An increasing number of people are traveling solo, and women are leading the trend. I’m not talking about the food-tripping, barhopping kind of travels; it’s the type that involve lots of climbing, walking, and trekking. Just type in “solo female travel” on Google Trends, and you’ll see that the trend really is becoming even more popular. In the beginning of 2017, the numbers hit 100 million searches.
In another study, a research group found that one in five women have traveled solo, with millennials taking the biggest slice of the pie. There’s a significant increase in women pinning solo travel ideas on Pinterest as well. Businesses are riding the wave, too; women-only travel companies are appearing here and there. Obviously, this trend is no lie.
ADVENTUROUS WOMEN – SOCIAL MEDIA AS THE FUEL
So why are women suddenly interested to travel alone? For one, modern women are more adventurous and independent than ever before; they have higher positions at work and earn more money than they used too. Many are also forgoing spa holidays and staycations in exchange of a real, meaningful adventure.
Facebook, Instagram, and Pinterest particularly fueled this trend. Open Instagram and you’ll see thousands of #solotravel posts. Check out Pinterest and you’ll see countless female solo travel boards.
THE PROS FAR OUTWEIGH THE CONS
All my life I’ve spent my travels with someone close to my heart—friends, a significant other, or family. And after going through a bad breakup in 2016, I decided I wanted to go on a solo trip somewhere in Asia or Europe. So I did. I was very used to having people with me on all my trips, and I was pretty scared of the thought of flying out to a different continent all by myself. I was scared of eating alone and not having anyone to talk to. Plus, I wasn’t sure about the dangers out there. There is strength in numbers, after all, and being alone means I’m more vulnerable and a probable target of persons with ill intent.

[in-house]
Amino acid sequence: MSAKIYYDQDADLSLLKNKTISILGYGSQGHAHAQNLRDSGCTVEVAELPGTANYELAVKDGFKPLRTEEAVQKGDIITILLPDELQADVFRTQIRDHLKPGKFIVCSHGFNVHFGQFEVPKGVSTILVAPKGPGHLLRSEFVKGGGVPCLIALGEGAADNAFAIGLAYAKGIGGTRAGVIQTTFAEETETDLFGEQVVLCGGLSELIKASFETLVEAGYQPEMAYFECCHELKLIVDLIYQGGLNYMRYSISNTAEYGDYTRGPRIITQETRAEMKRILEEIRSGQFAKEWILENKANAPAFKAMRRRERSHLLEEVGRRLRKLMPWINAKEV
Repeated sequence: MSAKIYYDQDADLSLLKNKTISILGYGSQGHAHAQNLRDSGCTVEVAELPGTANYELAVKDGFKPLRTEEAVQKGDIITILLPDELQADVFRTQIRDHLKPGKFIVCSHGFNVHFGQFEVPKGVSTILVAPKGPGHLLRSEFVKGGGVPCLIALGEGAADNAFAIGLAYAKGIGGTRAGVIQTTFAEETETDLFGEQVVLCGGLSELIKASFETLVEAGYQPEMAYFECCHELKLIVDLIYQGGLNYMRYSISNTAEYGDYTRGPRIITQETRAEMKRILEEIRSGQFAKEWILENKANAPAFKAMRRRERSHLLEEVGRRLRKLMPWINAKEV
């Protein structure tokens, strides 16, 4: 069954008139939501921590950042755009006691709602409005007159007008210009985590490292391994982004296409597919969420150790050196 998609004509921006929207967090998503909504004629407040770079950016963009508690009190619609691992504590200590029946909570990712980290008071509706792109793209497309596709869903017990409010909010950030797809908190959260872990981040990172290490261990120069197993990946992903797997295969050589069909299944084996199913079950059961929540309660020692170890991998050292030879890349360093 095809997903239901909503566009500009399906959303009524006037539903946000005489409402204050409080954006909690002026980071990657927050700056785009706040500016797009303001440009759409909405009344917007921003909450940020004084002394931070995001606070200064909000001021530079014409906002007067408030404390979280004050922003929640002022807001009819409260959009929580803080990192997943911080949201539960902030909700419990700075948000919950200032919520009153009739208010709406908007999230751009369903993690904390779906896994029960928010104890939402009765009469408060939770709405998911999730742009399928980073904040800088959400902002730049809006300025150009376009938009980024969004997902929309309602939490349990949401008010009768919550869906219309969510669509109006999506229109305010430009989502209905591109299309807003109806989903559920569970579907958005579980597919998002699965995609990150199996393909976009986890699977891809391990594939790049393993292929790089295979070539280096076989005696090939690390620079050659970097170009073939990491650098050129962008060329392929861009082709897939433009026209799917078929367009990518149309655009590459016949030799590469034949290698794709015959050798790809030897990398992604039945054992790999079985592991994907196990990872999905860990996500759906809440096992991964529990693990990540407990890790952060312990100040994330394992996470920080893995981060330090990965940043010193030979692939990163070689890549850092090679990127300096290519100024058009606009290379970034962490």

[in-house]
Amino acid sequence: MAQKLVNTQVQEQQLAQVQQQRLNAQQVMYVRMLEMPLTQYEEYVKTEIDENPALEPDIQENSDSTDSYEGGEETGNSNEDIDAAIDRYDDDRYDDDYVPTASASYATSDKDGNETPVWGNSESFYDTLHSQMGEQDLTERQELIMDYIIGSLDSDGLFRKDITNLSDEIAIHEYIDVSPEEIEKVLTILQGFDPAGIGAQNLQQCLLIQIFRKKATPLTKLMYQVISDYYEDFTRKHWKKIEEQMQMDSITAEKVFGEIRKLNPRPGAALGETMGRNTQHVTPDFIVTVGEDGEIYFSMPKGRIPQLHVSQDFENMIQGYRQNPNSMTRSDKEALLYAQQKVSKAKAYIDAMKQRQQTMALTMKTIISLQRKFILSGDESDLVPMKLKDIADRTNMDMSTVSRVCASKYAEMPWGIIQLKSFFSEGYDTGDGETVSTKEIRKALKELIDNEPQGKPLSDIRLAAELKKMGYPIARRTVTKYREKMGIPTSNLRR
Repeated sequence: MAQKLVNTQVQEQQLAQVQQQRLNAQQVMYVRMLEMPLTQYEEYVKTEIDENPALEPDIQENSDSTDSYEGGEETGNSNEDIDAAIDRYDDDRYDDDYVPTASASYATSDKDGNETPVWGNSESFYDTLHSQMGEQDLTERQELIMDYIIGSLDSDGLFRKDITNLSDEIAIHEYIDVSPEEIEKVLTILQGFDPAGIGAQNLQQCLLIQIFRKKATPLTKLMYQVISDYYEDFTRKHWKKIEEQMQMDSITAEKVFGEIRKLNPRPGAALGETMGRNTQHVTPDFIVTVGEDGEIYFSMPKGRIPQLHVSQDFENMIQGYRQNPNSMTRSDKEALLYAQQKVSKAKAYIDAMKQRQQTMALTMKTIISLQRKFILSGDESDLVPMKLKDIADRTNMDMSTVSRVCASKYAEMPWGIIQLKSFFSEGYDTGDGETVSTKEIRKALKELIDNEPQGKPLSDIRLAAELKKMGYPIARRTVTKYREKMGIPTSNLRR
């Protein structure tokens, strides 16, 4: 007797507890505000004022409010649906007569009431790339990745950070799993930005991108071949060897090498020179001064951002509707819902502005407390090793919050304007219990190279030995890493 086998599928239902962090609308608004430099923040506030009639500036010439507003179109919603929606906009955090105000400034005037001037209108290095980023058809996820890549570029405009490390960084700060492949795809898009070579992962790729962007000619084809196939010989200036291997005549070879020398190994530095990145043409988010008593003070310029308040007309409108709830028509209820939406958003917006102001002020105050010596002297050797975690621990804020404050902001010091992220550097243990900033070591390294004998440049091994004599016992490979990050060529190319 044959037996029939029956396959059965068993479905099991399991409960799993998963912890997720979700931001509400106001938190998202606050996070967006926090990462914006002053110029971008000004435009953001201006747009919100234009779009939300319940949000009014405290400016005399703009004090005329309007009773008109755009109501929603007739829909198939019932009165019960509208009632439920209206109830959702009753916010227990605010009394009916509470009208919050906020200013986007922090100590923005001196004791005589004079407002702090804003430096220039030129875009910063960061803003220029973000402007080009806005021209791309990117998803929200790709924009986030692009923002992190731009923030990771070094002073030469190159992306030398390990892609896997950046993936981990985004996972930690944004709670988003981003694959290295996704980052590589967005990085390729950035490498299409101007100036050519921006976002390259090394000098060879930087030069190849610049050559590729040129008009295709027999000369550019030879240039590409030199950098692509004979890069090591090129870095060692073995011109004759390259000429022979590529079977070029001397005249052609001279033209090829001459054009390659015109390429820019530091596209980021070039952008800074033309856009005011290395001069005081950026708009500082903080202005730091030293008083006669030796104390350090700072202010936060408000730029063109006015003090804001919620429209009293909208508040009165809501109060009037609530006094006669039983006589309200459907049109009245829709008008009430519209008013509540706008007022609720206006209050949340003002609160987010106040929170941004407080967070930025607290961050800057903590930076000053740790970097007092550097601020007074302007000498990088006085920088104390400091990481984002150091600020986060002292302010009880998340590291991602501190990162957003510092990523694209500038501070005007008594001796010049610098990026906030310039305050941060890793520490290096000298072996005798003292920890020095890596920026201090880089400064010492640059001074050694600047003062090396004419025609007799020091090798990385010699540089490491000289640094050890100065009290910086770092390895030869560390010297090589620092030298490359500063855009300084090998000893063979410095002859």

But when I went on a solo trip in Italy, I realized that solo travelling allows you to truly take in a different culture. You get to go out of your comfort zone, you improve your focus, and your discovery of things leaves you so much more fulfilled. More importantly, you can truly relax.
THE RISKS AND CHALLENGES OF SOLO FEMALE TRAVEL
Safety, however, is one of the biggest concerns for female solo travelers. In a recent survey, the results showed that 60% of all solo travelers have safety concerns. In another survey, 60% of women said they desire to travel on their own, but fears of personal safety and vulnerability are holding them back.
So when I first posted about my plans to go on a trip alone on Facebook, friends and family bombarded me with comments about my safety and how dangerous the world is for a lone woman. They thought I was insane. And they told me stories about kidnap, rape, and human trafficking—but my burning love for travel was stronger.
But of course, I know that it’s still important for me to be aware and to know to protect myself. I make sure not to stroll alone in the more dangerous part of town. I take off my noise-cancelling earphones when I walk on unlit streets, and I don’t tell random strangers the specific hotel where I’m staying.
I know, it’s normal to associate solo travel with the dangers that might be lurking around the corner. But you can keep those dangers away with these safety tips – they worked for me, and I’m hoping that that they would work for you, too.
1) REGISTER WITH THE EMBASSY OR CONSULATE
Do this especially if you’re going out of the country for a week or so. The embassy will help you when an emergency or a natural disaster strikes. Other than that, the embassy may also allow you to access a number of services (depending on the country you’re from), such as information like travel alerts and warnings and faster passport issuance.
2) KNOW THE CUSTOMS AND TRADITIONS
In some countries, being a woman means you are subjected to certain rules. In some, for instance, you cannot sit beside monks. In Hindu countries, you cannot go inside a temple if you have your menstrual period; according to traditions, a woman is ritually unclean during this time. In Muslim countries, your entire body should be covered in clothes, or at least cover your shoulders and knees.